Martha's Story

Photo by JORGE LOPEZ on Unsplash

Photo by JORGE LOPEZ on Unsplash

Martha’s been independent for 15 years, so it wasn’t an easy conversation for the kids when they noticed her struggling with basic household tasks on Thanksgiving. She’d prepared dinner for 15 for as long as any of them remembered, but this year was different. Where she was at home amidst the chaos in prior years, directing and delegating work to the kids. This year she can’t quite keep up and her oldest daughter Sarah is picking up where Mom left off. 

By the end of Thanksgiving, Mom is totally beat and when she heads off to bed at 9, her four kids huddle in the living room.

They all see it. Martha’s lost weight, and she just isn’t getting around the way she used to. 

Sarah wonders out loud whether Mom needs some help. None of them have a clue where to start. A nursing home seems like a drastic step, and she’s getting by. She’s just not thriving like she used to. 

Where to turn?

Martha’s kids have a lot of questions:

  • Are there options for getting help for Mom short of a nursing home care?
  • Is there a way to get help in Mom’s home or is she going to have to move?
  • Can we start slow and figure out exactly what kind of help Mom needs?
  • What are independent living, assisted living, and skilled nursing? 
  • Mom and Dad were savers, but they aren’t exactly rich. Is there anything that can be done to avoid spending everything they worked so hard to save?
  • How much does it all cost?
  • Are there government programs to help pay for care?
  • Is there anywhere we can turn for help?

Help is available!

There are a lot of resources for adult children concerned about Mom or Dad’s care. Aging Life Care Specialists, Medicaid experts, veteran’s benefits specialists, long-term care specialists, CPAs, financial advisors, insurance salesman, and countless others who are there to help, and each has his or her role. But rather than contact dozens of professionals, each with a specified role to play, why not start with someone who can pull the team together for you, someone who’s been there and done that for countless families in your situation.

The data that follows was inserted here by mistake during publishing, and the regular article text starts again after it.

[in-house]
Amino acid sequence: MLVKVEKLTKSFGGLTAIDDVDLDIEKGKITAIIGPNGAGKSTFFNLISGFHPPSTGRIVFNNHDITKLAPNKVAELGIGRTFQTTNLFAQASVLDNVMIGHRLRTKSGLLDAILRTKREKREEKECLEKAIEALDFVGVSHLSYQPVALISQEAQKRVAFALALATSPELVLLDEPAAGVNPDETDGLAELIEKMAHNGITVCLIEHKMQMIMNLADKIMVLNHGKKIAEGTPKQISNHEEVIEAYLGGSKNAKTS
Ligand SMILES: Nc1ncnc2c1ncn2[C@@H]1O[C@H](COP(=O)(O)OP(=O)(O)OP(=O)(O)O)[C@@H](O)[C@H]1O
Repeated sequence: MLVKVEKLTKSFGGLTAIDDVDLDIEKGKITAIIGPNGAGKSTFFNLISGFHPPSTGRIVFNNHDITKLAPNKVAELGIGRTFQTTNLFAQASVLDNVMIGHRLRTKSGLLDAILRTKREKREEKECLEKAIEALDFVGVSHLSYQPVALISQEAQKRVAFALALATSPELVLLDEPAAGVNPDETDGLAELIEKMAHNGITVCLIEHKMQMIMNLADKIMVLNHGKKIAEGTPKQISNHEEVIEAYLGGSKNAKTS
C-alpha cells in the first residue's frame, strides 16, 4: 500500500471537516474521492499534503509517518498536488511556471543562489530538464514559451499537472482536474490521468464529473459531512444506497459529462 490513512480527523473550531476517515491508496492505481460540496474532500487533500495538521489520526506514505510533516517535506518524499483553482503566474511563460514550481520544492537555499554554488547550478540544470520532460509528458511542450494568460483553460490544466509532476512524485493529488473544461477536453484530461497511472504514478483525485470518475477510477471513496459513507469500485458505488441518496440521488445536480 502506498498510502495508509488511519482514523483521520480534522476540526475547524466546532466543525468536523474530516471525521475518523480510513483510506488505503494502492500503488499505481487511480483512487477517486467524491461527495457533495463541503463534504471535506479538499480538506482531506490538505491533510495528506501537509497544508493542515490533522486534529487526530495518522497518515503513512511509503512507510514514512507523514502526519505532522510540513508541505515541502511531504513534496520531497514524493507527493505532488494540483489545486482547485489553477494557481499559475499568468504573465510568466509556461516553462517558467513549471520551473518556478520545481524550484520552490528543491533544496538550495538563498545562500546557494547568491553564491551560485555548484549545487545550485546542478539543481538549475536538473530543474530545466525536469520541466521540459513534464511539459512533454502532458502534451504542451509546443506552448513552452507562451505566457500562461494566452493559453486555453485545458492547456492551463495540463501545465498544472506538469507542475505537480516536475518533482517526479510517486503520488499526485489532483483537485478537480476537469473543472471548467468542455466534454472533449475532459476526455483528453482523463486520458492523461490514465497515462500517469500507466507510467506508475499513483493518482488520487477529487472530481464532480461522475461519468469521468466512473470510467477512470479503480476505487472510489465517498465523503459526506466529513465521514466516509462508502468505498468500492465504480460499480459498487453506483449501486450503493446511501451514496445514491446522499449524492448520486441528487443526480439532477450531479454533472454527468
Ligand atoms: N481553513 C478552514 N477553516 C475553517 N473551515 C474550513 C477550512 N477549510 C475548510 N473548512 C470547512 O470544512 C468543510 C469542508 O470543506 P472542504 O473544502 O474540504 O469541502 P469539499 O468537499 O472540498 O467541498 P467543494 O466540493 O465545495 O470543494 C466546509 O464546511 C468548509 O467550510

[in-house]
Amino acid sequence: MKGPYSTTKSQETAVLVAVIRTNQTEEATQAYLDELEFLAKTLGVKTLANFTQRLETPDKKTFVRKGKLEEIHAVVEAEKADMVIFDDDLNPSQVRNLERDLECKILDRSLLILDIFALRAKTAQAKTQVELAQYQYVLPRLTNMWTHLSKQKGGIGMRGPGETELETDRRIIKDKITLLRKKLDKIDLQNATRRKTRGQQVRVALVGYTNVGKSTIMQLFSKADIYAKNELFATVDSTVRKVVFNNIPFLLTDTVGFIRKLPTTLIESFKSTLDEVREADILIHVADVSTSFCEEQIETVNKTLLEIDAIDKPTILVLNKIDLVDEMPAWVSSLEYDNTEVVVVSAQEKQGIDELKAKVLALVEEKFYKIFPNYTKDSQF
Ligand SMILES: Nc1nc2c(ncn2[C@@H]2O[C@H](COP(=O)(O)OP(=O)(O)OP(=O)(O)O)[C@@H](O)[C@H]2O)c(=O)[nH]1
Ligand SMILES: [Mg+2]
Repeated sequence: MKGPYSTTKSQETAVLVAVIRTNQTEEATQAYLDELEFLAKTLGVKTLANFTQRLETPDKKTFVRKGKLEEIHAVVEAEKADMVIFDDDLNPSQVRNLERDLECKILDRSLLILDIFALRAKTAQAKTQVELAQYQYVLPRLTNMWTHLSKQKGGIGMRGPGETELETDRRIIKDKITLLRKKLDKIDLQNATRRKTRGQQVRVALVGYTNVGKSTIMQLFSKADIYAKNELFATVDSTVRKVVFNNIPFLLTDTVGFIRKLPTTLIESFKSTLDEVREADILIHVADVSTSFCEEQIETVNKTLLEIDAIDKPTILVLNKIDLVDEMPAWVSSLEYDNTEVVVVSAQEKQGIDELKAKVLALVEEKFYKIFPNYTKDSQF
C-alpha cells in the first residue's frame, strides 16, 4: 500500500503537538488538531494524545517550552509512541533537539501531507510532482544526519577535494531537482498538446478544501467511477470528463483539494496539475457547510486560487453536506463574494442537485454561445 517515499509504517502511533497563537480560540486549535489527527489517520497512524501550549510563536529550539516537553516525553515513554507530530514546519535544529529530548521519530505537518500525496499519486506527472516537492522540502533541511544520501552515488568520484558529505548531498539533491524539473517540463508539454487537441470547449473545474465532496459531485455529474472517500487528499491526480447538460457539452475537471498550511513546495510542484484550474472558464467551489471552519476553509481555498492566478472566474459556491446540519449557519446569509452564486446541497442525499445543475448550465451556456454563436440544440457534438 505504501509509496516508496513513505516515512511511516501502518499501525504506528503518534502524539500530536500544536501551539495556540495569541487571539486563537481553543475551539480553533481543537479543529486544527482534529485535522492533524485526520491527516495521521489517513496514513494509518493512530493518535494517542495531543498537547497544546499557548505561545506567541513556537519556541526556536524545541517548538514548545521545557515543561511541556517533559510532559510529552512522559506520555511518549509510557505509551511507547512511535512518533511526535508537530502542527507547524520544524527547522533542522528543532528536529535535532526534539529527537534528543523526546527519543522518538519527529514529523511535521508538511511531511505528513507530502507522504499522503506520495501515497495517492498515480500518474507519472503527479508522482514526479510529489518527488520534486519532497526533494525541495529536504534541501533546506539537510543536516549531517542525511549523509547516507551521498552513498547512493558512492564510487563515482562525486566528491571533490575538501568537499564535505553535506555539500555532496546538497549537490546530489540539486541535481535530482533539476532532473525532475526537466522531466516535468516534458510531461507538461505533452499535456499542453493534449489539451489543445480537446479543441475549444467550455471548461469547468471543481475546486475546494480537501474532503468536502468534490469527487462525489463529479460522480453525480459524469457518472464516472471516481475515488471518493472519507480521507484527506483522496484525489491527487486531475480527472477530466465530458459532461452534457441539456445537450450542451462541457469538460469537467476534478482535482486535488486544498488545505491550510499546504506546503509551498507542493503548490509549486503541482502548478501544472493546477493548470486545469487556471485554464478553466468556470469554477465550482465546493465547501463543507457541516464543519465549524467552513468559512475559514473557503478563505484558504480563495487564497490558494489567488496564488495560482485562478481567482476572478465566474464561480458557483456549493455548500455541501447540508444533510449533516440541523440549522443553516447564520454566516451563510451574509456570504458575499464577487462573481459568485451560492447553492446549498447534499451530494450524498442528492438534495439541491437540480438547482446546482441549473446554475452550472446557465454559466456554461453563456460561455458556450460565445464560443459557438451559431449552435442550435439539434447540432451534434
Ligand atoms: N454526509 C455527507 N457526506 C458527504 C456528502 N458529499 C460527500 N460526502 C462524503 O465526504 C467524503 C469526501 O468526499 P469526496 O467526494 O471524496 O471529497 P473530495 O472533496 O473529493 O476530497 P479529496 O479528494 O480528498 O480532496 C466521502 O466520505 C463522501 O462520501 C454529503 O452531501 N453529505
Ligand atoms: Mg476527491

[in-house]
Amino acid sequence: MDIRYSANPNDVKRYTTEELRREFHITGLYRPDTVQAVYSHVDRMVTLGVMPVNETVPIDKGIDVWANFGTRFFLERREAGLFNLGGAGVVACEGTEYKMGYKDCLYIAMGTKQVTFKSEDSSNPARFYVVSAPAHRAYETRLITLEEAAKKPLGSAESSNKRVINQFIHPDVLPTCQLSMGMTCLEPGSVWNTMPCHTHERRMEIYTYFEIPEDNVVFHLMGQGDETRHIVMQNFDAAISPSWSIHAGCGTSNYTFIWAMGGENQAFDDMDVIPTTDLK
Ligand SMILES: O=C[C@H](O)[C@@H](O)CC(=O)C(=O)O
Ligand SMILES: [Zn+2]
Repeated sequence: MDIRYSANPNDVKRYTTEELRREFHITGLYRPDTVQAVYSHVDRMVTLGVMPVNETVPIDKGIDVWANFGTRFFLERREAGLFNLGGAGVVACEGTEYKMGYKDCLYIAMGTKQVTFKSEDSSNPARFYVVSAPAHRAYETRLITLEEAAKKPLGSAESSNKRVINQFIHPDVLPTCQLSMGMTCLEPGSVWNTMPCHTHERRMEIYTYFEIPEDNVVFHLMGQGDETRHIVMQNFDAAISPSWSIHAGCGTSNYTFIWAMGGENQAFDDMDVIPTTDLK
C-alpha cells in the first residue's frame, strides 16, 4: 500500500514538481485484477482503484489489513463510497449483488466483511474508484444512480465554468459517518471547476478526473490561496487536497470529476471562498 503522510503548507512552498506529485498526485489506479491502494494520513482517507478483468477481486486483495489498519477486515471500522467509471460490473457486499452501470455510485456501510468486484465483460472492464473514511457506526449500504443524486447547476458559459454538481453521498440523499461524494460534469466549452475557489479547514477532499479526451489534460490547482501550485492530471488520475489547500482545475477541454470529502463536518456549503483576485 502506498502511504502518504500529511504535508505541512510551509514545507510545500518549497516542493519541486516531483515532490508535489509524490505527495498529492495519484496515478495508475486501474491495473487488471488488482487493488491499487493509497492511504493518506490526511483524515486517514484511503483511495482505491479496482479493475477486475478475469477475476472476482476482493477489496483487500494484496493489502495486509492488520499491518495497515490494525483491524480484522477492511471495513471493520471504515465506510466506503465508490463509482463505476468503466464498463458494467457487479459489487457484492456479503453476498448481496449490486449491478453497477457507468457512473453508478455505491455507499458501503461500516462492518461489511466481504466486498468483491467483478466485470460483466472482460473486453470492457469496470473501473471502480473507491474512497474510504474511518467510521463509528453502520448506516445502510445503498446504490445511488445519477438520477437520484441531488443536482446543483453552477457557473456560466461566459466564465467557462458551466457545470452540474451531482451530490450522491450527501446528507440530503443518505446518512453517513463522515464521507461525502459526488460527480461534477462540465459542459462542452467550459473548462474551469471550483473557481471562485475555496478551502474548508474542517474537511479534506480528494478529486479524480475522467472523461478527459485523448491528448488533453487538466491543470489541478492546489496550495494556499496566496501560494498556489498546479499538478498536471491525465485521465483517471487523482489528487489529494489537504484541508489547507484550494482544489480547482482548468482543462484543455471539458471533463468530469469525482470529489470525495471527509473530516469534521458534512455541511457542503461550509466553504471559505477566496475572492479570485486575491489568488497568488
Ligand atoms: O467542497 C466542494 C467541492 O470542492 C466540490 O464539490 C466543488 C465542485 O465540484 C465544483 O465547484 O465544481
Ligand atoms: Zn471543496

Enter the Elder Law Attorney

Families often don’t realize that an attorney can help. They think of attorneys as going to court and suing people, causing all manner of trouble, and generally just costing a lot of money. Sure, there are plenty of attorneys that fit that mold. But attorneys are supposed to be problem solvers, not problem creators. Sure, the attorneys that sue people often create problems for others, but they’re supposed to at least be problem solving for their clients, whatever their affect on everyone else! 

Elder law attorneys solve problems facing their aging clients. Those problems often center around finding and facing long-term care, although that’s not all they do. We’re going to focus on long-term care here.

How we can help.

When Martha and her kids sat down with us for the first time, they were nervous. Attorneys can be expensive! And a lot of them send “surprise” bills for thousands of dollars at the end of the month. 

Everyone relaxed when they understood that the attorneys at Sove Law, LLC never send “surprise” bills or charge an hourly rate. And the initial consultation is totally free! 

They were still skeptical, probably expecting a sales presentation. But they got something better than that: A caring, compassionate attorney who gave them useful, actionable advice. He told them that, since their dad had been a Vietnam veteran, Mom could get monthly payment from the VA to help pay for home care. He also let them know about other government programs that could help pay for more extensive care, should Mom need it later on. The attorney told them about senior living options that offer independence and easy accessibility to higher levels of care should the need arise. But he also told them that independent living facilities require new residents to have enough money to pay for years of care and that waiting too long to act could result in Mom losing some her many better options. 

Martha and her children left the meeting optimistic and ready to start considering their options.

Ready to learn about your options?

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